The Nutcracker and the Four Realms is a Disney film based in part on E T A Hoffmann’s 1816 story The Nutcracker and the Mouse King. A family dance scene as well as flashes of a ballerina dancing – particularly as the credits are rolling – indicate the famous Nutcracker ballet.
This version centres around one family – the Stahlbaums – and in particular younger daughter, Clara (Mackenzie Foy). Clara, like the rest of her family, is grieving the recent loss of her mother and Mr Stahlbaum’s (Matthew Macfadyen) wife. The action opens one Christmas eve when each of the children receives a gift from their late mother. Clara’s gift is an elaborately carved silver egg with a message that tells Clara ‘everything you need is inside’.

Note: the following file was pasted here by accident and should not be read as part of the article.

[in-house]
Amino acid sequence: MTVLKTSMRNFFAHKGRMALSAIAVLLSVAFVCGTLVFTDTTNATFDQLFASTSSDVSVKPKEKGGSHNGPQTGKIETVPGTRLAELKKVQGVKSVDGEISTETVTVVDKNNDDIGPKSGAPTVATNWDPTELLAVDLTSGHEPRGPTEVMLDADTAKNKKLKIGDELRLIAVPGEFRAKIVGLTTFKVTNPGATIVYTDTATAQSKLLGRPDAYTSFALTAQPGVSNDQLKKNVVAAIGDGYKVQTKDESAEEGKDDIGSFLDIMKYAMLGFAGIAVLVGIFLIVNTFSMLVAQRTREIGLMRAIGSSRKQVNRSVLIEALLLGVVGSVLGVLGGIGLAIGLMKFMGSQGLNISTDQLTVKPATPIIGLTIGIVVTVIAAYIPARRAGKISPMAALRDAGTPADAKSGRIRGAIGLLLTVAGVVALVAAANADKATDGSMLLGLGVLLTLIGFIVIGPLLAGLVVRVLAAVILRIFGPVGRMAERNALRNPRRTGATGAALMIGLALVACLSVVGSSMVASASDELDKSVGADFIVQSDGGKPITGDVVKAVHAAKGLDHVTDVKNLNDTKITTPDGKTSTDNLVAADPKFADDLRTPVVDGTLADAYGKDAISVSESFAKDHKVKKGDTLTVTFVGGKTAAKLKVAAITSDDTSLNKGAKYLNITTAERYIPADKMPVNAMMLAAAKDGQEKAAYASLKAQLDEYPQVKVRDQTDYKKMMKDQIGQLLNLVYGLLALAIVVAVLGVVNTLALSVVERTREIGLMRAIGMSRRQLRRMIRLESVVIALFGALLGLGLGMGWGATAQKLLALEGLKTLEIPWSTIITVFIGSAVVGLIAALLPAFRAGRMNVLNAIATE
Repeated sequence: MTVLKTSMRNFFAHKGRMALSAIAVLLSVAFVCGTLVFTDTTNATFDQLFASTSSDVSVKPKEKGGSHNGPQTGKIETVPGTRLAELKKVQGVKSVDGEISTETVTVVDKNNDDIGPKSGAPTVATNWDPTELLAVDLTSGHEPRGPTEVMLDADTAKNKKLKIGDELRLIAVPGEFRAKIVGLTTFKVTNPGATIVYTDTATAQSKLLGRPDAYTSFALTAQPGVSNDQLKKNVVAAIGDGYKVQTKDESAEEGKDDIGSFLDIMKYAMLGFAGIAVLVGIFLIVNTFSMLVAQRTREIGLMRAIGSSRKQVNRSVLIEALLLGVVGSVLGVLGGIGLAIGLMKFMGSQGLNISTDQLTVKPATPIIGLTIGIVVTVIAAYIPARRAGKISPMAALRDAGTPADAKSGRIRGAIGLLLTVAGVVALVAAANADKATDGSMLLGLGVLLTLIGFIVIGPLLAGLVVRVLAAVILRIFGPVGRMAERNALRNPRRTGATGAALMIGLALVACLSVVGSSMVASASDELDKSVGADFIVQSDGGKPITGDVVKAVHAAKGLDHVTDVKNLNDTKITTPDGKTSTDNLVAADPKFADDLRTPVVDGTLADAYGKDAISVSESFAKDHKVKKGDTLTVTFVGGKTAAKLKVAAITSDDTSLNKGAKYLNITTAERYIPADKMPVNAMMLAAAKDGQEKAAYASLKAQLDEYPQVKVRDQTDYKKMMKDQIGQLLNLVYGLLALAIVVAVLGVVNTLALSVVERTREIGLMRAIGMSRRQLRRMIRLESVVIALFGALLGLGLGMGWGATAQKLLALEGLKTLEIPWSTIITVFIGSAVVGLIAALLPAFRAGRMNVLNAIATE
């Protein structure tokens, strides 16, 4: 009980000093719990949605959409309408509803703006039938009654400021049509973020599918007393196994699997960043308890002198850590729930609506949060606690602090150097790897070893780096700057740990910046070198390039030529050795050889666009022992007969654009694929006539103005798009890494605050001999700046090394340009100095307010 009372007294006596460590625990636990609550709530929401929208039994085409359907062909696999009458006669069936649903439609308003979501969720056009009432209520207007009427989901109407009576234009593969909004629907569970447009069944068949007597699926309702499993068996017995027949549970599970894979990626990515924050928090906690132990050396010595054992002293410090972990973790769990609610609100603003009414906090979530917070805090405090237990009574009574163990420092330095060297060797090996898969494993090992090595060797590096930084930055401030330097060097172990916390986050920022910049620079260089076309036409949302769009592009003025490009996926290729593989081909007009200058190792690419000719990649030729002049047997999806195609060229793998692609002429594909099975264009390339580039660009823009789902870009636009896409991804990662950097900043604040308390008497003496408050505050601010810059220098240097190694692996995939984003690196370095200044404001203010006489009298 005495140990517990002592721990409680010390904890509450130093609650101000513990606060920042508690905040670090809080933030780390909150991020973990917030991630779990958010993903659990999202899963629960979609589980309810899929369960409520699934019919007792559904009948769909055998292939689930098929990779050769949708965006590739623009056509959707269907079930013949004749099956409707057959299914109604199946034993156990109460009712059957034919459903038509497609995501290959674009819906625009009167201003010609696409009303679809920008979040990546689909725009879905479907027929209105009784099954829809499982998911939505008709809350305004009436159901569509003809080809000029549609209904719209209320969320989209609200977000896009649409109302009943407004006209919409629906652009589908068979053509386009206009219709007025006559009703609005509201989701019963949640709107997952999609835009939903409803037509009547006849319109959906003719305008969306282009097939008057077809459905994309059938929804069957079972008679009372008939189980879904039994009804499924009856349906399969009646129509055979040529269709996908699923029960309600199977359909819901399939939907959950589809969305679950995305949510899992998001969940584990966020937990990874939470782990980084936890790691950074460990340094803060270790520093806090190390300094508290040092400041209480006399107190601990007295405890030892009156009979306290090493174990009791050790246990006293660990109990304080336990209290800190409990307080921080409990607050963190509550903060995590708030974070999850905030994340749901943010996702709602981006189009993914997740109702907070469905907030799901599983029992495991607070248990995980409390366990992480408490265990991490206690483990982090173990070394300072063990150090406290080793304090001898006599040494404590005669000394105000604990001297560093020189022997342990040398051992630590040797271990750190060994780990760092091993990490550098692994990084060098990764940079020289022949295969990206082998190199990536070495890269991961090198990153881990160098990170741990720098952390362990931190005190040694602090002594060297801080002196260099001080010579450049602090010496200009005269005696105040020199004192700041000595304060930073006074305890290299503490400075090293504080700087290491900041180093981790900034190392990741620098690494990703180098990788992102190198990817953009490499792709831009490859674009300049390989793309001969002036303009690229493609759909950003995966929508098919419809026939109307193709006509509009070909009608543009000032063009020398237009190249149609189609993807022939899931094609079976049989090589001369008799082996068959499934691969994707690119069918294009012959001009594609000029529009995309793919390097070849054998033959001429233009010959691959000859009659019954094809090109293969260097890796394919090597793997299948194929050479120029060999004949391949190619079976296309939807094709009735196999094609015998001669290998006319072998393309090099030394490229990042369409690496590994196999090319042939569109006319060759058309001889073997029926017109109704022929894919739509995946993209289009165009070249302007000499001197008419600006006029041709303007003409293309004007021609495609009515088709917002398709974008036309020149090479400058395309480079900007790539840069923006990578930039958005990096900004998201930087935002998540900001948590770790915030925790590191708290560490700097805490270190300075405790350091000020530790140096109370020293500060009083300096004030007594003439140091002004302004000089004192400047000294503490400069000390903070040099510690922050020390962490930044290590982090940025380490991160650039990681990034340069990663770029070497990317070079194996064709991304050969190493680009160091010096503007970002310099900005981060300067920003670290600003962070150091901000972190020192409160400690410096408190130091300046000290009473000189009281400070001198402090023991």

What ensues is a fantastical adventure in which the young Clara ‘finds’ herself, becomes the heroine, comes to terms with her mother’s death, and contributes to Disney’s eternal message that goodness is always found within oneself.
The make-believe world Clara enters is lovely and the sets and costumes are grand and gorgeous. Toys come alive, war with one another, and Clara leads them in a battle between good and evil that takes place in the fourth realm. She uses her natural science brain to solve mechanical problems, an aspect that makes her an interesting and feisty heroine.
But when Foy is not leading soldiers in battle she minces around with her arms out to the side like a ballerina, delivering lines like a wooden puppet. Keira Knightly, who has an interesting role as Sugar Plum, is irritating. She is awkward throughout and fails to give her character any kind of depth. These aspects and a few holes in the script detract greatly from the depth and pace of what is otherwise a wonderfully imaginative children’s story.
Despite these problems The Nutcracker and the Four Realms is still worth seeing. It opened at cinemas in South Africa on 2 November 2018.